Wheeling and dealing at Caesars since the leveraged buyout has raised eyebrows for years. “The Caesars case is a brilliant and unprecedented example of creative liability management that is testing the limits of the market,” says Sarah Gefter, senior analyst at Reorg Research.

FT Alphaville gives more detail:

Caesars went much further than standard capital market maneuvers, engaging in a series of complex sales of casinos and intellectual property as well as financings, allegedly to benefit its private equity owners Apollo Global and TPG to the detriment of creditors. These gambits included setting up an entirely new public company called Caesars Acquisition Corporation to buy several Caesars properties and the infamous release of a debt guarantee possibly enabled by a perhaps poorly-worded indenture.

Those transfers bothered creditors enough that they filed multiple lawsuits in 2014 and 2015 against various Caesars entities accusing the parent company, Caesars Entertainment Corporation (CEC) and its private equity owners of “looting” the subsidiary company where the assets and the debt were situated, Caesars Entertainment Operating Company (CEOC).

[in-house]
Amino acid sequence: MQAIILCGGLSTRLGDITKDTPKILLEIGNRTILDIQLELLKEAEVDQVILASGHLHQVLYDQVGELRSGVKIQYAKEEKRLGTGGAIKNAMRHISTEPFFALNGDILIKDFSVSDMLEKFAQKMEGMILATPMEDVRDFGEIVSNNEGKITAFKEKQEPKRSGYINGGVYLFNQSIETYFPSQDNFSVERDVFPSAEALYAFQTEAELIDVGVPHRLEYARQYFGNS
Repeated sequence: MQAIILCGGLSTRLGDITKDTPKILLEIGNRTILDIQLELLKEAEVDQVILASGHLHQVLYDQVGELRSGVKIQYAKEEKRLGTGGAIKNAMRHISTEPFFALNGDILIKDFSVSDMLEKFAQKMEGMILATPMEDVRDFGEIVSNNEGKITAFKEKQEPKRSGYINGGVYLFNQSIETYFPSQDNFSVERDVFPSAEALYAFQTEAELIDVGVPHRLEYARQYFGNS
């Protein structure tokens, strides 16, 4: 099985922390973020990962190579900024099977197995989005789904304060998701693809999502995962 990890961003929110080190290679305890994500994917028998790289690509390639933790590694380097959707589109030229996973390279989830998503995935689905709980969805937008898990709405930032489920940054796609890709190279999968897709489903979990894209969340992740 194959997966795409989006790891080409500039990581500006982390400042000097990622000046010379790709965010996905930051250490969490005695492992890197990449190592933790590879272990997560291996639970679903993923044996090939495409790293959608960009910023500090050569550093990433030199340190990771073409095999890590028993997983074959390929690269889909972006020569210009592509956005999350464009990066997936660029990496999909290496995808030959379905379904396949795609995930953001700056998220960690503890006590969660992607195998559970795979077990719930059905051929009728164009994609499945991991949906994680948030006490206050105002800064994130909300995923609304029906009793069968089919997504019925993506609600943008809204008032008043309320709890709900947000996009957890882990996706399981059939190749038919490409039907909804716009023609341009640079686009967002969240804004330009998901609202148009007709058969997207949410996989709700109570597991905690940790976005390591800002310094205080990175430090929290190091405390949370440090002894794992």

The big question underlying all the claims of fraudulent transfers and breaches of duty is whether CEOC, the subsidiary of CEC, was solvent, or not.

One bad actor is the New York firm Paul Weiss, which had a team from O’Melveny Meyers that had brought Apollo and the Caesars deal with them. The bankruptcy examiner noted that it would be hard to make a case against Paul Weiss for breach of fiduciary duty stick since they would have to “knowingly participate” in that breach. Yet Paul Weiss had information that pointed to insolvency yet didn’t act on it:

A section in the court examiner’s Caesars report is dedicated to the role of Paul, Weiss in most of the disputed transactions. Under corporate law, insolvency at the Caesars operating company should have led to the appointment of independent directors, lawyers and bankers to protect creditors…. It then repeatedly represented both the parent and subsidiary Caesars entities despite their diverging interests.

Even though the conflict was glaring, it’s widespread if not pervasive in high end law practice for law firms to ask for and get waivers from their clients. Why this is perceived as sound is beyond me.

The FT Alphaville report does a fine job of summarizing how the bankruptcy examiner evaluated the question of when Caesars became insolvent. This quote is from the report itself: